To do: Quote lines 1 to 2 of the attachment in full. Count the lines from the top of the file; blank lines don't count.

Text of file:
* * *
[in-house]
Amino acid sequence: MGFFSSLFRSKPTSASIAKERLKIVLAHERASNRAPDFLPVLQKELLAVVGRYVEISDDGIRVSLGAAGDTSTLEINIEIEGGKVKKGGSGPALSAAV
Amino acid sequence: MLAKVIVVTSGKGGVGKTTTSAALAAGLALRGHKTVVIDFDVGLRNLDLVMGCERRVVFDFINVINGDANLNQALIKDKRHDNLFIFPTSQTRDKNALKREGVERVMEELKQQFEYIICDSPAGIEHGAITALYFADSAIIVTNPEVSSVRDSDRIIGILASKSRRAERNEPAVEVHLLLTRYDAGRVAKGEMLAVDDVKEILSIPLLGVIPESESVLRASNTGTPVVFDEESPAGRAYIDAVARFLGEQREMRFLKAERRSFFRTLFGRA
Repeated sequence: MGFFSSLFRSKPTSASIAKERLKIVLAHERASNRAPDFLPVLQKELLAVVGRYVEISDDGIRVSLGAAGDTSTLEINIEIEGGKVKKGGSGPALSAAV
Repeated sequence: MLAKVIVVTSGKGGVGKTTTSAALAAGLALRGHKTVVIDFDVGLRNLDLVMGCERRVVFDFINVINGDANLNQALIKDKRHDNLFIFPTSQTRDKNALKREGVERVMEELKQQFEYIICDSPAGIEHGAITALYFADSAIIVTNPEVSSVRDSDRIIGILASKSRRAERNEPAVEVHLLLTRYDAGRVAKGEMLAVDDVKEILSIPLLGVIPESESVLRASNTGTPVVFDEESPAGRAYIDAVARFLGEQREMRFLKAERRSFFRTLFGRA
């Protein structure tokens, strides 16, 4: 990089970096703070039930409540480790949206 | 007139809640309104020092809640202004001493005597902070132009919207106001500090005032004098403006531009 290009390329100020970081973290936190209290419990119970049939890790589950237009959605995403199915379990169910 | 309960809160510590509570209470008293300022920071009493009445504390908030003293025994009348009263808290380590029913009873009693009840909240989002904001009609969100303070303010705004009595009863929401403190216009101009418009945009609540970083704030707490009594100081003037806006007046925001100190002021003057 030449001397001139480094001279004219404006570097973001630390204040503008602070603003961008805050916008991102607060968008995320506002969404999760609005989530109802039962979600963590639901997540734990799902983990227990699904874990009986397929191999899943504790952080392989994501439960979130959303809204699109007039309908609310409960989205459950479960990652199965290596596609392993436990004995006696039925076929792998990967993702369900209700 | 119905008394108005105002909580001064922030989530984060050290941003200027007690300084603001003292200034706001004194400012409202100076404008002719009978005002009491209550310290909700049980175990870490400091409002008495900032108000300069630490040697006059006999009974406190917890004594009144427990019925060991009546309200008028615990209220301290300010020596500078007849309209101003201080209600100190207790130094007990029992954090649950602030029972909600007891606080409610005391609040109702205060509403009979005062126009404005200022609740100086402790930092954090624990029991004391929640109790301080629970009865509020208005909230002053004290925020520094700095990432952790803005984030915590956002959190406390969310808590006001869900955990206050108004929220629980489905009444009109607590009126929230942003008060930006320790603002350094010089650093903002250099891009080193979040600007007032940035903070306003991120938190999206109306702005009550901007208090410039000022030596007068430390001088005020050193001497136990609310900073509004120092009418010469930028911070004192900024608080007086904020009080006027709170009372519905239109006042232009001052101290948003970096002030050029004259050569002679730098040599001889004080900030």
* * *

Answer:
[in-house]
Amino acid sequence: MGFFSSLFRSKPTSASIAKERLKIVLAHERASNRAPDFLPVLQKELLAVVGRYVEISDDGIRVSLGAAGDTSTLEINIEIEGGKVKKGGSGPALSAAV